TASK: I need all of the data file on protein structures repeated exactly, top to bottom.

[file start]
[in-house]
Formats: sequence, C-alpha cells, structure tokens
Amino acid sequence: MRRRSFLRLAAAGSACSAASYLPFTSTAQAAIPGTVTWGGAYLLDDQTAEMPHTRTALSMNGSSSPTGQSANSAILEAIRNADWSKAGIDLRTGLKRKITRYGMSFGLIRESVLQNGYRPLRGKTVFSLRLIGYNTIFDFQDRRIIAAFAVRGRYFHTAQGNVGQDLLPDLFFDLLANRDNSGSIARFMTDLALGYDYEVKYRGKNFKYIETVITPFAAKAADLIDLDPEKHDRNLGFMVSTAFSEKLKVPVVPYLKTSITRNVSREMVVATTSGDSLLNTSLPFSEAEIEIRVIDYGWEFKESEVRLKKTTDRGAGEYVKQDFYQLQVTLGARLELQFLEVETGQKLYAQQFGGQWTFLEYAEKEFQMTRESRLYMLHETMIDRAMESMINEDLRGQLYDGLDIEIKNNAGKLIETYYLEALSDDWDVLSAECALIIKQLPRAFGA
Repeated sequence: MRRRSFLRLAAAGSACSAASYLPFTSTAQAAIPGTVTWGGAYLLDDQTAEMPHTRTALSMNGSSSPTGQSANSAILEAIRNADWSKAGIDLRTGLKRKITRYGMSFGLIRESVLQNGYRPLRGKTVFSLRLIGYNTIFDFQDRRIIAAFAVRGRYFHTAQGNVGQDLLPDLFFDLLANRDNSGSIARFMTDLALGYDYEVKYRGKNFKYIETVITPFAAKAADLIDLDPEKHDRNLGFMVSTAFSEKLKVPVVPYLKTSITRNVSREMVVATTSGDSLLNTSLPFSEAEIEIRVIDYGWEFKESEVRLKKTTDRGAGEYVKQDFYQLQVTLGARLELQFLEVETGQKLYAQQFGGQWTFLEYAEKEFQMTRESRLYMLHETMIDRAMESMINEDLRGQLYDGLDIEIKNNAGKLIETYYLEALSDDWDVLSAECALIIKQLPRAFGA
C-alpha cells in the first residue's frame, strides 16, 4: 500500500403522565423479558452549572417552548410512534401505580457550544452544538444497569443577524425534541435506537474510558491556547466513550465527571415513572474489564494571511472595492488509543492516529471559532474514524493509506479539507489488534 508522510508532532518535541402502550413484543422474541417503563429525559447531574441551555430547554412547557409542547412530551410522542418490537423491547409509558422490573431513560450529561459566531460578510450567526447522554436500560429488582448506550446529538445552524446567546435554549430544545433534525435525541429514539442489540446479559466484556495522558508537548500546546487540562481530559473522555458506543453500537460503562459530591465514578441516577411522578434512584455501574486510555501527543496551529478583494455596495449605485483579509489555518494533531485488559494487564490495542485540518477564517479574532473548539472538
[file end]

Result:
[in-house]
Formats: sequence, C-alpha cells, structure tokens
Amino acid sequence: MRRRSFLRLAAAGSACSAASYLPFTSTAQAAIPGTVTWGGAYLLDDQTAEMPHTRTALSMNGSSSPTGQSANSAILEAIRNADWSKAGIDLRTGLKRKITRYGMSFGLIRESVLQNGYRPLRGKTVFSLRLIGYNTIFDFQDRRIIAAFAVRGRYFHTAQGNVGQDLLPDLFFDLLANRDNSGSIARFMTDLALGYDYEVKYRGKNFKYIETVITPFAAKAADLIDLDPEKHDRNLGFMVSTAFSEKLKVPVVPYLKTSITRNVSREMVVATTSGDSLLNTSLPFSEAEIEIRVIDYGWEFKESEVRLKKTTDRGAGEYVKQDFYQLQVTLGARLELQFLEVETGQKLYAQQFGGQWTFLEYAEKEFQMTRESRLYMLHETMIDRAMESMINEDLRGQLYDGLDIEIKNNAGKLIETYYLEALSDDWDVLSAECALIIKQLPRAFGA
Repeated sequence: MRRRSFLRLAAAGSACSAASYLPFTSTAQAAIPGTVTWGGAYLLDDQTAEMPHTRTALSMNGSSSPTGQSANSAILEAIRNADWSKAGIDLRTGLKRKITRYGMSFGLIRESVLQNGYRPLRGKTVFSLRLIGYNTIFDFQDRRIIAAFAVRGRYFHTAQGNVGQDLLPDLFFDLLANRDNSGSIARFMTDLALGYDYEVKYRGKNFKYIETVITPFAAKAADLIDLDPEKHDRNLGFMVSTAFSEKLKVPVVPYLKTSITRNVSREMVVATTSGDSLLNTSLPFSEAEIEIRVIDYGWEFKESEVRLKKTTDRGAGEYVKQDFYQLQVTLGARLELQFLEVETGQKLYAQQFGGQWTFLEYAEKEFQMTRESRLYMLHETMIDRAMESMINEDLRGQLYDGLDIEIKNNAGKLIETYYLEALSDDWDVLSAECALIIKQLPRAFGA
C-alpha cells in the first residue's frame, strides 16, 4: 500500500403522565423479558452549572417552548410512534401505580457550544452544538444497569443577524425534541435506537474510558491556547466513550465527571415513572474489564494571511472595492488509543492516529471559532474514524493509506479539507489488534 508522510508532532518535541402502550413484543422474541417503563429525559447531574441551555430547554412547557409542547412530551410522542418490537423491547409509558422490573431513560450529561459566531460578510450567526447522554436500560429488582448506550446529538445552524446567546435554549430544545433534525435525541429514539442489540446479559466484556495522558508537548500546546487540562481530559473522555458506543453500537460503562459530591465514578441516577411522578434512584455501574486510555501527543496551529478583494455596495449605485483579509489555518494533531485488559494487564490495542485540518477564517479574532473548539472538